When I was about ten, I got into a protracted feud with a local park warden called Mr Hitchens. It began when he told me off for discarding a Double Decker wrapper. No big deal, you might think, but I resented being forced to pick it up and put it in a bin. Shortly afterwards he caught me riding my bicycle in the park, an activity that was strictly verboten, and threatened to confiscate my bike if he saw me doing it again. After that, it was open warfare. Me and my friends would sneak up on him as he was tending one of his beloved flower beds and let fire with our peashooters. No doubt we would have continued to persecute him long into our teens, but he retired the following year -- and for all I know it was early retirement brought on by our harassment. Our nickname for him was “Hitler”.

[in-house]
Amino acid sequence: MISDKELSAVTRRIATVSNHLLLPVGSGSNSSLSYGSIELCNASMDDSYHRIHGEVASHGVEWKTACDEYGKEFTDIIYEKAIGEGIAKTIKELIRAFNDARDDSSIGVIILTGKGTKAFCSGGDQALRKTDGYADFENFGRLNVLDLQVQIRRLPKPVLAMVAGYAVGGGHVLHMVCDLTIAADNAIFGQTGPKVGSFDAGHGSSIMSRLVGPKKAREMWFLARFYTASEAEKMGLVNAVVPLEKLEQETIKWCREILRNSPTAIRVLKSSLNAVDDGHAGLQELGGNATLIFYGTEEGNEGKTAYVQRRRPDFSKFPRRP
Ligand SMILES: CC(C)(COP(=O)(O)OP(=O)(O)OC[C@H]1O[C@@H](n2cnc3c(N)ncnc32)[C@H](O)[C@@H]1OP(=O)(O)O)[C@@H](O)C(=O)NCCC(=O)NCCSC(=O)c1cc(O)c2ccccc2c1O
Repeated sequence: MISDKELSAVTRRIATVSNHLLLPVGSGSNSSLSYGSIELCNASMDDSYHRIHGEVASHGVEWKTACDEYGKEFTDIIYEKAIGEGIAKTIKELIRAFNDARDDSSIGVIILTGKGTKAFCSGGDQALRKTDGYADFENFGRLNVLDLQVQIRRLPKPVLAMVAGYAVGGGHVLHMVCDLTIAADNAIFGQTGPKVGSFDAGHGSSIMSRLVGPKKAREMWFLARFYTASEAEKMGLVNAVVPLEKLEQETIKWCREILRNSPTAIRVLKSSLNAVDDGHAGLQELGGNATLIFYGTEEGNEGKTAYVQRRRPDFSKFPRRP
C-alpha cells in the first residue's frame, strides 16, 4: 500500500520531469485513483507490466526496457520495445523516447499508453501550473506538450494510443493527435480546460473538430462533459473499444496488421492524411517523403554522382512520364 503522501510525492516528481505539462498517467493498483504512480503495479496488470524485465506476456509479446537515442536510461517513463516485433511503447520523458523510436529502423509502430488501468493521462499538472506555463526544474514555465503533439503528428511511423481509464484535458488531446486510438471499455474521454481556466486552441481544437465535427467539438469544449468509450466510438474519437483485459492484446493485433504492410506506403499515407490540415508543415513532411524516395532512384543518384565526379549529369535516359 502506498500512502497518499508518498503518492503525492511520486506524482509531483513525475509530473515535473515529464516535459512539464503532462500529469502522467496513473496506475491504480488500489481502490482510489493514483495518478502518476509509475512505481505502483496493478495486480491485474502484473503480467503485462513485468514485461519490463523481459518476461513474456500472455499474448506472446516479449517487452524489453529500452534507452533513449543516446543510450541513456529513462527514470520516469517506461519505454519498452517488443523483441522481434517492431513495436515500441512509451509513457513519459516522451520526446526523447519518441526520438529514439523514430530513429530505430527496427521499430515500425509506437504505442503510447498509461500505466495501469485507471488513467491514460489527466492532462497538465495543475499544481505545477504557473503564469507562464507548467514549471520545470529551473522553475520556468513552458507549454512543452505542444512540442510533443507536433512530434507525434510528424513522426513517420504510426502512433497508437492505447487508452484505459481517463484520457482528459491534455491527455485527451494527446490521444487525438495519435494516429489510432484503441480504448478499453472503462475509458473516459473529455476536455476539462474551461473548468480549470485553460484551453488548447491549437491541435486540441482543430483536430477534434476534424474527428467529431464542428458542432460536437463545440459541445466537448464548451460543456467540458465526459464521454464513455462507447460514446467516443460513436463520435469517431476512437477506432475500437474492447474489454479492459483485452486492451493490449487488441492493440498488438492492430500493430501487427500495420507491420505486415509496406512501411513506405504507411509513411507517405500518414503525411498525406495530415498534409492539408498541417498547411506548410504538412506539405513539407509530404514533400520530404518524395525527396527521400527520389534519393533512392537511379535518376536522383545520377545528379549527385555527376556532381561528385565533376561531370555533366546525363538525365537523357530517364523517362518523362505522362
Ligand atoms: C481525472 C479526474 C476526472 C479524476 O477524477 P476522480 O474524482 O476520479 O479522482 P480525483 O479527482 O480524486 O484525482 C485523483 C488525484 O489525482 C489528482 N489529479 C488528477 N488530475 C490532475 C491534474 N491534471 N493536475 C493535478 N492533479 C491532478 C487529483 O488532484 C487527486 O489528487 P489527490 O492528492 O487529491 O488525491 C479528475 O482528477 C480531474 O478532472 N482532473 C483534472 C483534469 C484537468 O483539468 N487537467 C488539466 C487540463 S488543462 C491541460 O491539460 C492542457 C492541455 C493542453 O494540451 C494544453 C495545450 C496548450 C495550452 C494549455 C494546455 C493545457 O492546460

Fast-forward thirty-five years, and I have turned into Mr Hitchens. If I see a small boy discarding a sweet wrapper I will bully him into picking it up. In my local park, I am constantly shouting at young men to get off their bicycles, and woe betide anyone who interferes with the gardeners. I keep a beady eye on the pavement outside my front door and if some poor, unsuspecting old lady allows her poodle to take a dump without picking it up, I’m out there like a shot, screaming my head off, arms flailing. I am Hitler.